Richard Dawkins interviewed Rupert Sheldrake on Sheldrake’s remarkable assertions about the existence of psychic abilities. Here’s Sheldrake’s rationalization:
He then said that in a romantic spirit he himself would like to believe in telepathy, but there just wasn’t any evidence for it. He dismissed all research on the subject out of hand. He compared the lack of acceptance of telepathy by scientists such as himself with the way in which the echo-location system had been discovered in bats, followed by its rapid acceptance within the scientific community in the 1940s. In fact, as I later discovered, Lazzaro Spallanzani had shown in 1793 that bats rely on hearing to find their way around, but sceptical opponents dismissed his experiments as flawed, and helped set back research for well over a century. However, Richard recognized that telepathy posed a more radical challenge than echo-location. He said that if it really occurred, it would “turn the laws of physics upside down,” and added, “Extraordinary claims require extraordinary evidence.”
“This depends on what you regard as extraordinary”, I replied. “Most people say they have experienced telepathy, especially in connection with telephone calls. In that sense, telepathy is ordinary. The claim that most people are deluded about their own experience is extraordinary. Where is the extraordinary evidence for that?”
Hang on there. Notice the devious twist?
Extraordinary claims do require extraordinary evidence. So what does Sheldrake do? He simply asserts that the idea that people can read minds over long distances for the ever-so useful purpose of occasionally detecting who is making a phone call (What? We have awesome telepathic powers that do nothing more than act as a flaky version of caller ID?) is not an extraordinary claim … on the basis of the unlikelihood that people could possibly be deluded about their own experiences. The man is nuts.
People fool themselves all the time. Millions claim that Jesus talks to them; other millions claim to be following the will of Allah. People believe in UFOs and Bigfoot and that the moon landings were a hoax. It is not at all extraordinary to suggest that human beings are eminently capable of swallowing truly crazy stuff.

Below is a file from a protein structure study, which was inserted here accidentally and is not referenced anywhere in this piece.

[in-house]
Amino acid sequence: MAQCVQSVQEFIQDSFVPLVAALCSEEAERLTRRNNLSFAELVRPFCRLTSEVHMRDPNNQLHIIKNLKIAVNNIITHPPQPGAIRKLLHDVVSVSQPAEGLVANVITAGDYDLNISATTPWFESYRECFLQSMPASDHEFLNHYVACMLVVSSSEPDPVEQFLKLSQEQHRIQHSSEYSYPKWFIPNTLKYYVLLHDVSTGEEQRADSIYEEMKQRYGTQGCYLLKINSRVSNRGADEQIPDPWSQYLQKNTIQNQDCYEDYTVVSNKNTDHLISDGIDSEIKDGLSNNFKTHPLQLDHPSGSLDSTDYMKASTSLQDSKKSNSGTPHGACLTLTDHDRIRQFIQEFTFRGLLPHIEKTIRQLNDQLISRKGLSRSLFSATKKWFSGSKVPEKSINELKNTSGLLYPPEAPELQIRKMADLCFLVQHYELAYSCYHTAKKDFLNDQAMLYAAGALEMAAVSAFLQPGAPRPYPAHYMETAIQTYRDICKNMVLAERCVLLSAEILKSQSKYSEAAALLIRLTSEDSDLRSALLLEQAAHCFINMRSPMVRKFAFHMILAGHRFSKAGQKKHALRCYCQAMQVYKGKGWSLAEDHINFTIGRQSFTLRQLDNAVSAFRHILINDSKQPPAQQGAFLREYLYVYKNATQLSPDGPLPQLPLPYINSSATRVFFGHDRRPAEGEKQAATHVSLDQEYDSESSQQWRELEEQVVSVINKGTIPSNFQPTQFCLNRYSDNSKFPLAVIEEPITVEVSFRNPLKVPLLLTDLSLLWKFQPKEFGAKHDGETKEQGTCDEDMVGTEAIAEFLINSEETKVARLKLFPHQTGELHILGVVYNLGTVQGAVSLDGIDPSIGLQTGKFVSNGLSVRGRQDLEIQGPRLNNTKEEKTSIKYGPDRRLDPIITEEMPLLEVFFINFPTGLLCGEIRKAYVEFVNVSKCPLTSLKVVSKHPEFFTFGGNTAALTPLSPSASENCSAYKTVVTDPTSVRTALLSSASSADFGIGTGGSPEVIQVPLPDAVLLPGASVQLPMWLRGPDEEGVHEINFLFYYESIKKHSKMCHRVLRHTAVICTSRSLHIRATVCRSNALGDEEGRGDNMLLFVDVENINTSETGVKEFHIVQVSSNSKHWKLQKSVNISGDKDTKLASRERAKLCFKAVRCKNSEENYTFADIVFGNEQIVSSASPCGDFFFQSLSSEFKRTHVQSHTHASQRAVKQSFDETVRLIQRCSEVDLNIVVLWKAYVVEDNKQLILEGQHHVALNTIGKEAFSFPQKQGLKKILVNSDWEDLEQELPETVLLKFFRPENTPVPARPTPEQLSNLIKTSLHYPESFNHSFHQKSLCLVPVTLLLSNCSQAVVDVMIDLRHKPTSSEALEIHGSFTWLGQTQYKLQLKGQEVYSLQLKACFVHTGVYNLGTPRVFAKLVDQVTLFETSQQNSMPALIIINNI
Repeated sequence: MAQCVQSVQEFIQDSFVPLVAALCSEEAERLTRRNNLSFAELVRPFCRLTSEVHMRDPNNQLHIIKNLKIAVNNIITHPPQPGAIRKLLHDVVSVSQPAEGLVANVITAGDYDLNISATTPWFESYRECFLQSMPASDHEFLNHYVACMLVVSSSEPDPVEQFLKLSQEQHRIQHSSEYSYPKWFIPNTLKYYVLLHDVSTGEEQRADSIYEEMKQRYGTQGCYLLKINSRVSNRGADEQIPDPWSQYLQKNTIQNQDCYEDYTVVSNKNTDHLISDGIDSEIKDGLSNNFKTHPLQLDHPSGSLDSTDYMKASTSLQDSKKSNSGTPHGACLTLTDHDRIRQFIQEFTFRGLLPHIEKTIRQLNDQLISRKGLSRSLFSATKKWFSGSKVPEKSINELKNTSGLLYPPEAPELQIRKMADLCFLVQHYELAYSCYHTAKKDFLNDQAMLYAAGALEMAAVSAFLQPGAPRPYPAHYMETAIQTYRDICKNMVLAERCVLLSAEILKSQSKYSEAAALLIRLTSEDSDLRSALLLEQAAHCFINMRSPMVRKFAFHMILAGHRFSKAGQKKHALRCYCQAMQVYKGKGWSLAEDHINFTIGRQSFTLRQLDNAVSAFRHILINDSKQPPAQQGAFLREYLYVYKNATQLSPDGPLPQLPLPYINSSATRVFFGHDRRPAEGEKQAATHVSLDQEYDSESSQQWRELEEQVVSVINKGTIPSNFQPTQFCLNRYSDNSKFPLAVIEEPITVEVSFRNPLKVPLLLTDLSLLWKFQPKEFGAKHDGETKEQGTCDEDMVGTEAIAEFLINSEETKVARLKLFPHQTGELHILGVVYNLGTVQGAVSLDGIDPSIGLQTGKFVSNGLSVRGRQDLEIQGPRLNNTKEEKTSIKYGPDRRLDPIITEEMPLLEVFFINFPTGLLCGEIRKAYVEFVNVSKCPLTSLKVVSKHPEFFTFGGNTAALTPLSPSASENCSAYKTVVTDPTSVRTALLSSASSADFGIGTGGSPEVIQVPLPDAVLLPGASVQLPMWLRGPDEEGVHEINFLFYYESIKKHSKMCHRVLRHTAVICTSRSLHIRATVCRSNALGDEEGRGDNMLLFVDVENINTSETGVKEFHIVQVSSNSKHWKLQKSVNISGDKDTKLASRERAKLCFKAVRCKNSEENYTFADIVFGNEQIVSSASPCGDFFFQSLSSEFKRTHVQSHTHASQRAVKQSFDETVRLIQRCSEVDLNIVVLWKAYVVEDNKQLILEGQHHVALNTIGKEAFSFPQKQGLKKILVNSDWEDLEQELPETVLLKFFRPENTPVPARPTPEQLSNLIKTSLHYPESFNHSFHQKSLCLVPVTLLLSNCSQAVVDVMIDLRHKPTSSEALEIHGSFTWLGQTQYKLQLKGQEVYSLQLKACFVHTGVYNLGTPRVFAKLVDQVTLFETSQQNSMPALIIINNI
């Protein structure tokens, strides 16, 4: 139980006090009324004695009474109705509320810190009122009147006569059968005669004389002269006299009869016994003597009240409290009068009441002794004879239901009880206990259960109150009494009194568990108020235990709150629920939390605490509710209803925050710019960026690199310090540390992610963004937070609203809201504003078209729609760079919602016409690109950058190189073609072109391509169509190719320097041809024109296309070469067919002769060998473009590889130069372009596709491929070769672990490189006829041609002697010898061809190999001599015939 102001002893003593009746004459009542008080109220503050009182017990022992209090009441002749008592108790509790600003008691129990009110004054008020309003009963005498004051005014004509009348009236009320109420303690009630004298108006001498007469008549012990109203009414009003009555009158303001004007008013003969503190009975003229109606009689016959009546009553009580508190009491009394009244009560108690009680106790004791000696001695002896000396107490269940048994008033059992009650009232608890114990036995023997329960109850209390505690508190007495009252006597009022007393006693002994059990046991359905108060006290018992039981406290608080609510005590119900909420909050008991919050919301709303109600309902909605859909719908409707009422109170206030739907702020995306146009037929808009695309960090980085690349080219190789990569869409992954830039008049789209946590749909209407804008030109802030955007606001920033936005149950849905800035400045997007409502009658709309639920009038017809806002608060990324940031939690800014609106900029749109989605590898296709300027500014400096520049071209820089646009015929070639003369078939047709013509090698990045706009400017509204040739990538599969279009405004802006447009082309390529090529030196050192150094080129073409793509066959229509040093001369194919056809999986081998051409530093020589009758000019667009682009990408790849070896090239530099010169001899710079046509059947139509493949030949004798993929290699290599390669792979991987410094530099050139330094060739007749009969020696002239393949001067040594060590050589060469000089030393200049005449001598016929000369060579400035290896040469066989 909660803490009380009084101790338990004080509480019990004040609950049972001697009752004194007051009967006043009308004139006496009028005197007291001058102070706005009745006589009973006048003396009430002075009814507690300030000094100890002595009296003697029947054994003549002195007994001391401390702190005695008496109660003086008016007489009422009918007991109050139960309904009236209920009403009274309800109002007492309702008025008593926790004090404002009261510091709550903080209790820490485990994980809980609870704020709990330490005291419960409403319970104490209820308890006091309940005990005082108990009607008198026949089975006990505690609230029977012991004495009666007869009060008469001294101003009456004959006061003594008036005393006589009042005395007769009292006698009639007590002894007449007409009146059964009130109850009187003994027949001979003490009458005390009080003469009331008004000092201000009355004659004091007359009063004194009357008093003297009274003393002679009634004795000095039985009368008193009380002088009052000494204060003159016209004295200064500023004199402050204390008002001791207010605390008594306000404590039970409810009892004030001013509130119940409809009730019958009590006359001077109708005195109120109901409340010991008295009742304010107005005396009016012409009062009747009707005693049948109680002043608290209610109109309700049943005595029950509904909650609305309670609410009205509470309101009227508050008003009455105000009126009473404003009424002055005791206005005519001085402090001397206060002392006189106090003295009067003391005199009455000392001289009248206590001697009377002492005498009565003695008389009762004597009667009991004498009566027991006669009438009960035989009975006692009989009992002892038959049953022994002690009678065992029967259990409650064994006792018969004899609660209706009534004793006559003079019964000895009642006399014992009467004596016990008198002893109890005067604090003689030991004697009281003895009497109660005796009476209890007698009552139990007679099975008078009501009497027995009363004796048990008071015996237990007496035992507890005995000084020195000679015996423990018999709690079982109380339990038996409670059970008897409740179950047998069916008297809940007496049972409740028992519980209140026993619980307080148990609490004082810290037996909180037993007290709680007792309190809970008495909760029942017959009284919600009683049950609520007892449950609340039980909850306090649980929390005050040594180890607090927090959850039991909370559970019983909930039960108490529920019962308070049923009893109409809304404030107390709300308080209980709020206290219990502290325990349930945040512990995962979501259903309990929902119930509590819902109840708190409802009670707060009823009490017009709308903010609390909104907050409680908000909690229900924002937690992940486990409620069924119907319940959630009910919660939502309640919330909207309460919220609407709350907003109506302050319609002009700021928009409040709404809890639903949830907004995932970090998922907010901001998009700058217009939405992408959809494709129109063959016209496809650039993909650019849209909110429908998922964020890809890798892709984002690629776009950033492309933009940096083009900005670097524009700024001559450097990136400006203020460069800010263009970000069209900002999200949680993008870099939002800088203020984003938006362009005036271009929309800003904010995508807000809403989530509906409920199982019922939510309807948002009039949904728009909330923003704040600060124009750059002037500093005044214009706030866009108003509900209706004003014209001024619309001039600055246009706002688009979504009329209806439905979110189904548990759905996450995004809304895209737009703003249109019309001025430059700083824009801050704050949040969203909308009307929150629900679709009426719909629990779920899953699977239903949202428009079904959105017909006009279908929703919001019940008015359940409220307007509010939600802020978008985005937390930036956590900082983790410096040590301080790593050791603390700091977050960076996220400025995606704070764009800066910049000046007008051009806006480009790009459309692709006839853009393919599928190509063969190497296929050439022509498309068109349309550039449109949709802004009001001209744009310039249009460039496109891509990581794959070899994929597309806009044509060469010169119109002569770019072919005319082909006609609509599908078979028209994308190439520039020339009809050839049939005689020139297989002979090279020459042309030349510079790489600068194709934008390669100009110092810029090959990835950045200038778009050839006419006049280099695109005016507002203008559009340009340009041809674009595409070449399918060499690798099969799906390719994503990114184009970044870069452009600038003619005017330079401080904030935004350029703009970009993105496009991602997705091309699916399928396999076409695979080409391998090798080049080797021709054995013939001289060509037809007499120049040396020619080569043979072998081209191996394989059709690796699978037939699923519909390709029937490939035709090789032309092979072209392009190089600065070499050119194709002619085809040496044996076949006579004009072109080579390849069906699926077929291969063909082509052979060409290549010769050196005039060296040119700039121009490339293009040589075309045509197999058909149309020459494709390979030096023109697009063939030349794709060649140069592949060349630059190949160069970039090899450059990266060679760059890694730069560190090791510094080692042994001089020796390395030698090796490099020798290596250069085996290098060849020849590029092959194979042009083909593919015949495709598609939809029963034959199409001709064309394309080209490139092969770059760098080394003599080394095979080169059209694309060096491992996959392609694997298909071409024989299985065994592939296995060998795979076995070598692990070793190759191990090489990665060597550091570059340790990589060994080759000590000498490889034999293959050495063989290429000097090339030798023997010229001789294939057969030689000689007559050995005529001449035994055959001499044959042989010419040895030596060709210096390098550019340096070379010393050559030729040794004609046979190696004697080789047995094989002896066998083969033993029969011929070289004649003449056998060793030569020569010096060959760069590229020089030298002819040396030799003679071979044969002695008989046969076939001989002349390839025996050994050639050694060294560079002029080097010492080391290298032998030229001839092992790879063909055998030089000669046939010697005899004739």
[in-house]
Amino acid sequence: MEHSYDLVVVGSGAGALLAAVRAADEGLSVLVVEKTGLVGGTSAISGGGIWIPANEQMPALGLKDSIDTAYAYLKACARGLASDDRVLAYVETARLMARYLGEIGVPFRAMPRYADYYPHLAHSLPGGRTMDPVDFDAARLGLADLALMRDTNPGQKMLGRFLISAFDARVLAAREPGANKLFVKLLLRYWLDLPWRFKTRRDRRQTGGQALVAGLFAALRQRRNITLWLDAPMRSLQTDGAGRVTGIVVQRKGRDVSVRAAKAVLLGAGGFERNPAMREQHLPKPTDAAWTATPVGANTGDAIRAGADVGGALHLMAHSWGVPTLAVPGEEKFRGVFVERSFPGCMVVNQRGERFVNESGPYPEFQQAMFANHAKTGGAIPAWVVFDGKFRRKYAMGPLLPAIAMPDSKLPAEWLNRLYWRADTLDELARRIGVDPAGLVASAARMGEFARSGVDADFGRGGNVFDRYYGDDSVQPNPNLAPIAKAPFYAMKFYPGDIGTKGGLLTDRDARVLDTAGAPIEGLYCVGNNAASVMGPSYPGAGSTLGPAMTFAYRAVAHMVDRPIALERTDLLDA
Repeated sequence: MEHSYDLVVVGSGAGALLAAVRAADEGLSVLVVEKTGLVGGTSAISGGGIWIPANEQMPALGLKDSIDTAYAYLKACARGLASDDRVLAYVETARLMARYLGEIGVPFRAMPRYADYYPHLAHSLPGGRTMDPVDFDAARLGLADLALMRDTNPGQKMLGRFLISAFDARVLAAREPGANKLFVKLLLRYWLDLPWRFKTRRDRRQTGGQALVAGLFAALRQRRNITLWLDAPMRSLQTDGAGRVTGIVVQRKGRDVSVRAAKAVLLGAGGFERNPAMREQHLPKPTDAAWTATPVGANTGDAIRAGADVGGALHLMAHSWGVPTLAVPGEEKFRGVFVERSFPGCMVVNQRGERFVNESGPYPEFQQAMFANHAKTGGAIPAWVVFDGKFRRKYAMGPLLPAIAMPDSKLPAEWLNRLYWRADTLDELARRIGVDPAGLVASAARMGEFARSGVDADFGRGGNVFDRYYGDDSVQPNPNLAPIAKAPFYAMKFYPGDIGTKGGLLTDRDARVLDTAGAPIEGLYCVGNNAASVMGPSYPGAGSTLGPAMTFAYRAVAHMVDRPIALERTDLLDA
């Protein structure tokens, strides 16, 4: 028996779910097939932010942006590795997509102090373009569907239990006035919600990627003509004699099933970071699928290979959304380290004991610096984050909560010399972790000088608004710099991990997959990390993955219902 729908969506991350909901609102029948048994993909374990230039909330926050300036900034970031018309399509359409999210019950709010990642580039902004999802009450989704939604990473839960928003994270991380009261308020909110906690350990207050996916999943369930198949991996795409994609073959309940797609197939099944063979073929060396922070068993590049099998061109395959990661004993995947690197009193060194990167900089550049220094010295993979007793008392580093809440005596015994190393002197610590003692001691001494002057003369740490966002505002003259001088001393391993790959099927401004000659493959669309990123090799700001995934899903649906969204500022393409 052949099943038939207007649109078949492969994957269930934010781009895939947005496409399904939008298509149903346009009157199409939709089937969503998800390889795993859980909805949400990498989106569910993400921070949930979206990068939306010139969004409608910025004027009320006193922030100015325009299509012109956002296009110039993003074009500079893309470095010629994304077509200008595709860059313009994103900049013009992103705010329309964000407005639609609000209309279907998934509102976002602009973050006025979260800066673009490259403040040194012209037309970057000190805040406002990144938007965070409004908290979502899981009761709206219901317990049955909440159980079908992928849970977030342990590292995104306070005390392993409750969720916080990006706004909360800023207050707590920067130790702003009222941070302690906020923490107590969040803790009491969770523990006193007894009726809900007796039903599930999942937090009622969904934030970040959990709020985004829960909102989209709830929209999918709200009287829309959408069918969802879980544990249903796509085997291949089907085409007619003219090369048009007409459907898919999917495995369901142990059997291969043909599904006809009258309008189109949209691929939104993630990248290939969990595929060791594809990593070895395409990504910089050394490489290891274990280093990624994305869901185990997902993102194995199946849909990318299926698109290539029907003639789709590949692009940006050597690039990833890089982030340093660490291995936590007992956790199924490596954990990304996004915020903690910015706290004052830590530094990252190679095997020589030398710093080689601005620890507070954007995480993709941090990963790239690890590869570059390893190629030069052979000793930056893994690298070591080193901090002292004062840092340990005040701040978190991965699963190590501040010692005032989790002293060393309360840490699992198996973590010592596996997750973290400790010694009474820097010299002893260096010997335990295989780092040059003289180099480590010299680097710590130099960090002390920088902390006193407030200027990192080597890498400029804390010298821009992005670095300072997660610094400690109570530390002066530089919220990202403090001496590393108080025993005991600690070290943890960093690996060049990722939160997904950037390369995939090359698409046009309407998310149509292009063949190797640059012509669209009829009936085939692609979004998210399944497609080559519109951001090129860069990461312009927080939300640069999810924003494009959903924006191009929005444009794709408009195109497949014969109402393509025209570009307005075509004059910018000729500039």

On the other hand, Sheldrake’s telepathy lacks a mechanism and doesn’t even make sense. His ‘experiments’ are exercises in gullibility, anecdote, and sloppy statistics. His “morphic resonance” babble is embarrassingly gullible nonsense.
And I’m afraid Sheldrake is grossly in error in the way he pursues science. You can’t just simply carry out a Fortean exercise in collecting odd anecdotes and unexplained phenomena. You have to propose mechanisms — you need to make hypotheses that can be used to guide tests of the idea. What is the mechanism behind the claimed ability of people to sense who is calling them on the telephone? Having some suggestion about how it works would allow investigators to design experiments that block the effect, or better yet, enhance the effect.
I can guess why Dawkins turned down Sheldrake when he insisted on presenting his “evidence”. It wasn’t evidence. Evidence is data that provides support for a proposition: Sheldrake has no testable proposition, no mechanism, no quantitative description of a measurable phenomenon. He has self-selected collections of numbers, addled by poor experimental design and confirmation bias, and all he’d do is reel off streams of context-free numbers accumulated in the absence of a quantifiable thesis. I’ve read enough of Sheldrake’s work to know what a godawful load of substanceless bollocks he can spew at will.